Gluten Free Rugelach with Cranberry Port Jam, Chocolate, and WalnutsPrint Recipe Pin Recipe
Cranberry Port Jam:
- 1 1/4 cups fresh (or frozen) cranberries (4 ounces / 115 grams)
- 1/2 cup sugar (4 ounces / 115 grams)
- 1/2 vanilla bean, split lengthwise and scraped
- 1/3 cup ruby port (90 ml)
Cream Cheese Dough:
- 1/2 cup sweet white rice flour (2.75 ounces / 75 grams)
- 1/4 cup millet flour (1 ounce / 30 grams)
- 1/4 cup gluten-free oat flour (1 ounce / 30 grams)
- 1/4 cup cornstarch (1.25 ounces / 35 grams)
- 2 tablespoons sugar (.75 ounces / 25 grams)
- 1/2 teaspoon xanthan gum
- 1/4 teaspoon salt
- 6 tablespoons cold, unsalted butter, in 1/2-inch (1 cm) chunks (3 ounces / 85 grams)
- 8 tablespoons cold cream cheese, in 1-inch (2.5 cm) chunks (4 ounces / 115 grams)
Filling and topping:
- 2/3 cup walnut halves, lightly toasted, and cooled (2 ounces / 55 grams)
- 2/3 cup finely chopped chocolate (70% cacao mass) (3 ounces / 85 grams)
- 1 tablespoon sugar
- 1/4 teaspoon cinnamon
- 1 tablespoon heavy cream (or milk, or water)
Make the jam:
- In a small, heavy-bottomed saucapan, combine the cranberries, sugar, vanilla pod and scrapings, and port. Bring to a boil over medium heat, then simmer over low heat until thick and chunky, 10-15 minutes, stirring frequently to prevent burning. Let the jam cool completely.
Meanwhile, make the dough:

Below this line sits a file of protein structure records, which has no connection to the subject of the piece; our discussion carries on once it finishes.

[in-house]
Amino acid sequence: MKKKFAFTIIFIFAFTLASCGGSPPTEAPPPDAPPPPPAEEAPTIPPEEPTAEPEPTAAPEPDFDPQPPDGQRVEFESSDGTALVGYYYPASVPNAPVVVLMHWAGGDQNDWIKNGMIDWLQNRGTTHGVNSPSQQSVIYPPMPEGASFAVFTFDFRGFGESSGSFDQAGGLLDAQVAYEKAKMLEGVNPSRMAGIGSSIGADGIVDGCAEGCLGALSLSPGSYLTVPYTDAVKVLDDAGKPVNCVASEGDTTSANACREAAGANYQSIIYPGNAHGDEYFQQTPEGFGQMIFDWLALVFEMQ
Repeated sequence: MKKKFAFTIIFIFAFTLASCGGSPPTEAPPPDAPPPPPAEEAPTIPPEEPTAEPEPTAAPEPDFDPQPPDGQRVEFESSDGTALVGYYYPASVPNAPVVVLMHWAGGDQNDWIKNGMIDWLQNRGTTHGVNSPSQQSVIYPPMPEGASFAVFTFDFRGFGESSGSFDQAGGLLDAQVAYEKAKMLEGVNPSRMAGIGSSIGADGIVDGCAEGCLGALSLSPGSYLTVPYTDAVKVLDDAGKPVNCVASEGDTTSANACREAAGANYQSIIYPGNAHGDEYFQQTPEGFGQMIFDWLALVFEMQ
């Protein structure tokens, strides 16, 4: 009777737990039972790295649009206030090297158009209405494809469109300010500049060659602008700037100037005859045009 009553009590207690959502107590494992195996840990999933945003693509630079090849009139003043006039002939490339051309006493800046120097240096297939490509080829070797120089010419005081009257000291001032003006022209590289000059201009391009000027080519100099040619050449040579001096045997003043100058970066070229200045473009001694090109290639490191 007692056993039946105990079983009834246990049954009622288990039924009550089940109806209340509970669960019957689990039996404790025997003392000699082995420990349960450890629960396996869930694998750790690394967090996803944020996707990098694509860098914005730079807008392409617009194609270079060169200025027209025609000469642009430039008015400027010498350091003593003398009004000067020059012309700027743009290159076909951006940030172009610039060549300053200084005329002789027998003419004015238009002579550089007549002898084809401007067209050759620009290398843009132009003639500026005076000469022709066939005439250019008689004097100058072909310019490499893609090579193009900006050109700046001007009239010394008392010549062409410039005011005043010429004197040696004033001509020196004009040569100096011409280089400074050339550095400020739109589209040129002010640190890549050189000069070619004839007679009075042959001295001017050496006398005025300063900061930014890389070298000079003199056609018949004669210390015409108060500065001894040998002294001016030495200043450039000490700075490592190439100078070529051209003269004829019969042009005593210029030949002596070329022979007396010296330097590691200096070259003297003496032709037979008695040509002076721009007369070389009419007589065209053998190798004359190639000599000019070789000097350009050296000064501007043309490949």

- In the bowl of a food processor, pulse together the rice, millet, and oat flours with the cornstarch, sugar, xanthan gum, and salt to combine. Scatter over the butter and cream cheese pieces, and process until the dough comes together in large clumps, 15-30 seconds.
- Dump the dough onto a piece of parchment paper and gather it into a rough log. (No need to wash the bowl just yet.) Place another piece of parchment on top of the dough, and use a rolling pin to roll the dough into a long, skinny rectangle that measures 16 x 8 inches (40 x 20 cm) and is 1/8-inch thick (1/3 cm). With every few strokes of the pin, peel back the top piece of parchment, place it back on the dough, flip the dough and papers upside-down, peel back the new top piece of paper, place it back on the dough, and proceed. If the dough sticks to the paper, dust it lightly with millet flour. If your rectangle is more oval, you can trim the uneven ends, stick them onto the corners, and continue rolling in order to form an even rectangle.
- When the dough is rolled out, trim all the edges flat and straight. Reserve the dough at cool room temperature while you prepare the fillings. (The dough becomes brittle when chilled; but if it's warm in your kitchen and the dough becomes sticky or melty at any point, stick it in the fridge to cool it off a bit.)
Prepare the fillings: